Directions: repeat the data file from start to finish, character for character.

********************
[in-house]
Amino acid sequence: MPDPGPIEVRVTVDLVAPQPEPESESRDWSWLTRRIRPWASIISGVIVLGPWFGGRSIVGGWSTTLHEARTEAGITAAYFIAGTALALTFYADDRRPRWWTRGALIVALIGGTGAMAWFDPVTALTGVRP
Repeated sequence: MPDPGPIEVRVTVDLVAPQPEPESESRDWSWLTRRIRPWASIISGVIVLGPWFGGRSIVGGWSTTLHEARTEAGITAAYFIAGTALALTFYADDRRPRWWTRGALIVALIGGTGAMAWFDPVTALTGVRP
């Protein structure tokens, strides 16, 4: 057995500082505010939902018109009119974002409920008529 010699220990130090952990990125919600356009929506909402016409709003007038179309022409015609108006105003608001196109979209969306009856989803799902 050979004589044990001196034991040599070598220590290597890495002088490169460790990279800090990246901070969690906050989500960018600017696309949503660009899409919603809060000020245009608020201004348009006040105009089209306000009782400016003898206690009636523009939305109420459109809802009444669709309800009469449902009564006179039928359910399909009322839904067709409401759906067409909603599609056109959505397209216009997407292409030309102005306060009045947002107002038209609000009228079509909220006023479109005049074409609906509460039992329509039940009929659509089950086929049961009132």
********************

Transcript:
[in-house]
Amino acid sequence: MPDPGPIEVRVTVDLVAPQPEPESESRDWSWLTRRIRPWASIISGVIVLGPWFGGRSIVGGWSTTLHEARTEAGITAAYFIAGTALALTFYADDRRPRWWTRGALIVALIGGTGAMAWFDPVTALTGVRP
Repeated sequence: MPDPGPIEVRVTVDLVAPQPEPESESRDWSWLTRRIRPWASIISGVIVLGPWFGGRSIVGGWSTTLHEARTEAGITAAYFIAGTALALTFYADDRRPRWWTRGALIVALIGGTGAMAWFDPVTALTGVRP
């Protein structure tokens, strides 16, 4: 057995500082505010939902018109009119974002409920008529 010699220990130090952990990125919600356009929506909402016409709003007038179309022409015609108006105003608001196109979209969306009856989803799902 050979004589044990001196034991040599070598220590290597890495002088490169460790990279800090990246901070969690906050989500960018600017696309949503660009899409919603809060000020245009608020201004348009006040105009089209306000009782400016003898206690009636523009939305109420459109809802009444669709309800009469449902009564006179039928359910399909009322839904067709409401759906067409909603599609056109959505397209216009997407292409030309102005306060009045947002107002038209609000009228079509909220006023479109005049074409609906509460039992329509039940009929659509089950086929049961009132």